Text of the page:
The federal government and the vast majority of states, including New Jersey and Pennsylvania, inadequately fund tobacco-use prevention programs, according to a leading health advocacy group.
In its annual State of Tobacco Control report, to be released Wednesday morning, the American Lung Association gave the Garden and Keystone States failing grades for programs to protect citizens from tobacco-related diseases.
New Jersey receives an annual $997 million and Pennsylvania $1.4 billion in tobacco-related revenue. Despite having those funds, the report found that in fiscal 2013, New Jersey will spend 2.2 percent of the sum recommended by the federal Centers for Disease Control and Prevention (CDC) for prevention programs, and Pennsylvania will spend 11 percent.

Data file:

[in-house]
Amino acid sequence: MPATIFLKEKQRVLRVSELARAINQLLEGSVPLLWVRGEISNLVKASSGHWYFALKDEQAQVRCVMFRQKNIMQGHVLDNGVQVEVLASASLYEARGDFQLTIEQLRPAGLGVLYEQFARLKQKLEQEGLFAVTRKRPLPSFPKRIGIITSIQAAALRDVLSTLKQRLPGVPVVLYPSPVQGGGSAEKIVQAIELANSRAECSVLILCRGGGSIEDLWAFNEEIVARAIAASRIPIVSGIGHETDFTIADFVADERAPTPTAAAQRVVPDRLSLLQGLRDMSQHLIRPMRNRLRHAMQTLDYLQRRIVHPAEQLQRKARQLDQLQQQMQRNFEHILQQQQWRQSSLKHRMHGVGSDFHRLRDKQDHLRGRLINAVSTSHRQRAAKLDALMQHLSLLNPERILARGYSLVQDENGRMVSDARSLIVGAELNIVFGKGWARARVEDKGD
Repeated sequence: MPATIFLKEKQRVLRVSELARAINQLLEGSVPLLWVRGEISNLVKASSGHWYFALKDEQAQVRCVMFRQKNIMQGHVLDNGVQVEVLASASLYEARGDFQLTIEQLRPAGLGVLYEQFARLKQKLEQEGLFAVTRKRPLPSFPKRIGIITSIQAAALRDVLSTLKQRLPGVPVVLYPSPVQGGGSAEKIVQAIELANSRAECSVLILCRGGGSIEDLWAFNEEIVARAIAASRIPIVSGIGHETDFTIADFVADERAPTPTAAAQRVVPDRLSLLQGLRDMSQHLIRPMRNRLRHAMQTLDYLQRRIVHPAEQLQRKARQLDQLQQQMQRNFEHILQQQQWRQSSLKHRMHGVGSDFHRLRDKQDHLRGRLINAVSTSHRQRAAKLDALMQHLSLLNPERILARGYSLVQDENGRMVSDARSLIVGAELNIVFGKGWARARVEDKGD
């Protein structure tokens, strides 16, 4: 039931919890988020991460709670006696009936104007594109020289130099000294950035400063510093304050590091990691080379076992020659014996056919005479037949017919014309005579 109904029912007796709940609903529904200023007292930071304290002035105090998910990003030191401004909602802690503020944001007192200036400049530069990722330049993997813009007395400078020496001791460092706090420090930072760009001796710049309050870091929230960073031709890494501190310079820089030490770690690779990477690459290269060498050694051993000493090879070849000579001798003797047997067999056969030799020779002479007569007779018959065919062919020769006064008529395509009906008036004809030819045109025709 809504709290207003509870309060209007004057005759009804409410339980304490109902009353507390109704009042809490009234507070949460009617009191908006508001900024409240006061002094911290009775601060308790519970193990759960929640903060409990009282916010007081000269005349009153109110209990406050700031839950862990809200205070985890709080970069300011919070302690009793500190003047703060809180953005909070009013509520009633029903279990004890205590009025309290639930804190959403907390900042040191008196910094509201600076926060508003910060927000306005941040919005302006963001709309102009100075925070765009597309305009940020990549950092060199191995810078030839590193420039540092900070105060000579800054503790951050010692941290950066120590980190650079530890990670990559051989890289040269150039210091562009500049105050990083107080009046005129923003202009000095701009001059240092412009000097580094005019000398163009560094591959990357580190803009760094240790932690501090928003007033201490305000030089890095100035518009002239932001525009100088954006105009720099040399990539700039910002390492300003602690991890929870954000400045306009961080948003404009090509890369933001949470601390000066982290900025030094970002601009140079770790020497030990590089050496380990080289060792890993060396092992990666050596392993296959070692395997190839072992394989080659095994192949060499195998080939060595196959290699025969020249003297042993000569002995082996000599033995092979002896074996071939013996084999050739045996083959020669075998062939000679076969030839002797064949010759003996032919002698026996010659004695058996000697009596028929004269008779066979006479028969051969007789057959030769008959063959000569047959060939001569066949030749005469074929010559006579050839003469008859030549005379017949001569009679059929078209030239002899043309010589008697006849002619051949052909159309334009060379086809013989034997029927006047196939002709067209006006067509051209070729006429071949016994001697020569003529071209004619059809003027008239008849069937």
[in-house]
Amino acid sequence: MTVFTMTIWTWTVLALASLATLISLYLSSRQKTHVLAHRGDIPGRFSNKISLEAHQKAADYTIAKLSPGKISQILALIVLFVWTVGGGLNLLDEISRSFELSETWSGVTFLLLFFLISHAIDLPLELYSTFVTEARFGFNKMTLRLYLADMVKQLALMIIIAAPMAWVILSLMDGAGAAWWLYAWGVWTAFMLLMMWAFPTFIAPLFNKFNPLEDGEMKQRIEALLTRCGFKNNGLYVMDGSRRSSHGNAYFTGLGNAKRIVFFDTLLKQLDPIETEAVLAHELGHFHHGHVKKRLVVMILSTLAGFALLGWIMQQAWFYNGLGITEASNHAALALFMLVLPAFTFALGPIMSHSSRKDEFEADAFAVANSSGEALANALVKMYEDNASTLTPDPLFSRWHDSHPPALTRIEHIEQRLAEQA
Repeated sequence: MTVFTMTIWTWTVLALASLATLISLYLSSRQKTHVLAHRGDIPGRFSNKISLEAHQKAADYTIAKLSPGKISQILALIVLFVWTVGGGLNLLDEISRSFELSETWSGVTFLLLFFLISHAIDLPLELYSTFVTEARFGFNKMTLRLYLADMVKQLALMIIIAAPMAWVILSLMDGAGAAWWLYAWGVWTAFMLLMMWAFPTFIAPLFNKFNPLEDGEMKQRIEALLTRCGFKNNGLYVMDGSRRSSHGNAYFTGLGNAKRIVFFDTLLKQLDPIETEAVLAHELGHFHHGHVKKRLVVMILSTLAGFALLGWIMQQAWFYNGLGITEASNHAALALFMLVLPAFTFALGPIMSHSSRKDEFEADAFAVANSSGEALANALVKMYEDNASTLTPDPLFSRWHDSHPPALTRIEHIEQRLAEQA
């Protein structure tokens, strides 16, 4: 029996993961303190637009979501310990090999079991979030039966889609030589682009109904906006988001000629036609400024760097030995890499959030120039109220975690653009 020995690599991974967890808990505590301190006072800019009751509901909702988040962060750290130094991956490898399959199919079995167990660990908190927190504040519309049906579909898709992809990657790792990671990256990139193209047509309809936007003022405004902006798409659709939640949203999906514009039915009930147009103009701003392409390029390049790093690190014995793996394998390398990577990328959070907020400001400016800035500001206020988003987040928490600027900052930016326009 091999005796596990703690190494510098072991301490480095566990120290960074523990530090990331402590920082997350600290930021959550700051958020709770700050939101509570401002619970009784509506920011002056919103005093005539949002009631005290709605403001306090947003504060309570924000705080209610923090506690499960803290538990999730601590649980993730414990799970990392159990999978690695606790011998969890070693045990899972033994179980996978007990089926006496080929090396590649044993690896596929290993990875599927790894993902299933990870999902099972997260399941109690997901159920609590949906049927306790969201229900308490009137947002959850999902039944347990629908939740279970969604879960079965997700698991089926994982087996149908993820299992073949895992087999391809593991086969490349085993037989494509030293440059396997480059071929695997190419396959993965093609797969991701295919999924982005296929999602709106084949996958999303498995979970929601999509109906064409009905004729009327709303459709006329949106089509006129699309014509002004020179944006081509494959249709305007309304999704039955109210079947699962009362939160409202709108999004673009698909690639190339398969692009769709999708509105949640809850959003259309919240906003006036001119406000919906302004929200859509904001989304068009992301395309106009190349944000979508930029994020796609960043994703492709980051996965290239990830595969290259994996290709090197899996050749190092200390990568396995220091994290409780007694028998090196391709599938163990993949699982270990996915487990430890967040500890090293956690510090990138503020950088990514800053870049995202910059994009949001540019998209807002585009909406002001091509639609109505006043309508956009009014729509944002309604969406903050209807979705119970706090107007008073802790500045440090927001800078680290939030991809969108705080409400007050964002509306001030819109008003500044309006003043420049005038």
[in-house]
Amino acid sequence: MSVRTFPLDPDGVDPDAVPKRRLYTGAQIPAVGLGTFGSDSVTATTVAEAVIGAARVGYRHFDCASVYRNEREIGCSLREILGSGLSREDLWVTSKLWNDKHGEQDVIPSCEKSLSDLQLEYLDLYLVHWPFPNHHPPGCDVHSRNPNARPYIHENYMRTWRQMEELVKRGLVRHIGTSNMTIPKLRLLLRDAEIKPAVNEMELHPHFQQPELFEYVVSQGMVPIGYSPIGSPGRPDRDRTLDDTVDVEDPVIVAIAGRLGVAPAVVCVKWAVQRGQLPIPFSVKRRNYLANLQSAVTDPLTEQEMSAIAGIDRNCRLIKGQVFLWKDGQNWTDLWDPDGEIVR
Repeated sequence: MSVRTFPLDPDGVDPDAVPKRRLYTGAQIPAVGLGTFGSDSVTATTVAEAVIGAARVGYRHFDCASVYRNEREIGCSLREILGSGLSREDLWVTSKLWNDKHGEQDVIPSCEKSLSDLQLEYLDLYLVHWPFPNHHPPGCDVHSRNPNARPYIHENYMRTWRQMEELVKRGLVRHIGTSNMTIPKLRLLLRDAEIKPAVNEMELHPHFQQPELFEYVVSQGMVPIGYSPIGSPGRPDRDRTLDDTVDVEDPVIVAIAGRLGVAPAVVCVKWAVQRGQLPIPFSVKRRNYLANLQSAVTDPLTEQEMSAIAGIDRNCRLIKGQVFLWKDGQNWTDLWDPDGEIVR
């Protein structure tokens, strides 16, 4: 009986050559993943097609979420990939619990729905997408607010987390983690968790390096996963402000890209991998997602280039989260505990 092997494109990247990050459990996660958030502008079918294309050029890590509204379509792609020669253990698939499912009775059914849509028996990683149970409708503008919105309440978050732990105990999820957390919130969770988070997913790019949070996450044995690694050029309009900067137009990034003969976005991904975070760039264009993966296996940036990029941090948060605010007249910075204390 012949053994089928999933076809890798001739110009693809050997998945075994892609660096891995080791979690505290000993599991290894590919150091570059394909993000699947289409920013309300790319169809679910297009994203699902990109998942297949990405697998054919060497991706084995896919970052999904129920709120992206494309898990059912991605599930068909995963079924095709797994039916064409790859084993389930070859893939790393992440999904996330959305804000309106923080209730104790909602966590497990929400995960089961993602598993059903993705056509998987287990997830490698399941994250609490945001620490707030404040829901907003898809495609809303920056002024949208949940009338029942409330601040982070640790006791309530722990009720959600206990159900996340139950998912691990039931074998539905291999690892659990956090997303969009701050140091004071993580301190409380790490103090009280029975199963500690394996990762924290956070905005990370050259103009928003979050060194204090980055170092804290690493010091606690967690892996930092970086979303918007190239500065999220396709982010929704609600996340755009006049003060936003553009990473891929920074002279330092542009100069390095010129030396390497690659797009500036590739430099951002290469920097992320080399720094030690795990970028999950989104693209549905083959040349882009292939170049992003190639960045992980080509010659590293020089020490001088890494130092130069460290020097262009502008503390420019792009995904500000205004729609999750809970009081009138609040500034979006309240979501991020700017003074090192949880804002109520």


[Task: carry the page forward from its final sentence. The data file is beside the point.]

On average, states will spend 12.5 percent of the CDC's recommendation, the analysis found. Only nine have allocated at least half of what the CDC calls for.
Tobacco-related health care and lost productivity cost New Jersey an estimated $5.6 billion a year, according to the report. The cost to Pennsylvania is about $9.4 billion annually. Smoking is the country's leading cause of preventable death, according to the association.
Pennsylvania spent more than $14 million on tobacco-use prevention last year, "not an insignificant amount," said Aimee Tysarczyk, a state Health Department spokeswoman.
The American Lung Association also graded states on their use of cigarette taxes to depress sales and pay for antismoking programs, efforts to create smoke-free zones, and coverage of smoking-cessation costs incurred by individuals.
Pennsylvania has a $1.60-per-pack tax, and is the only state that does not tax other tobacco products, according to the report.
The state "is leaving some dollars on the table," said Deb Brown, president and chief executive of the American Lung Association of the Mid-Atlantic.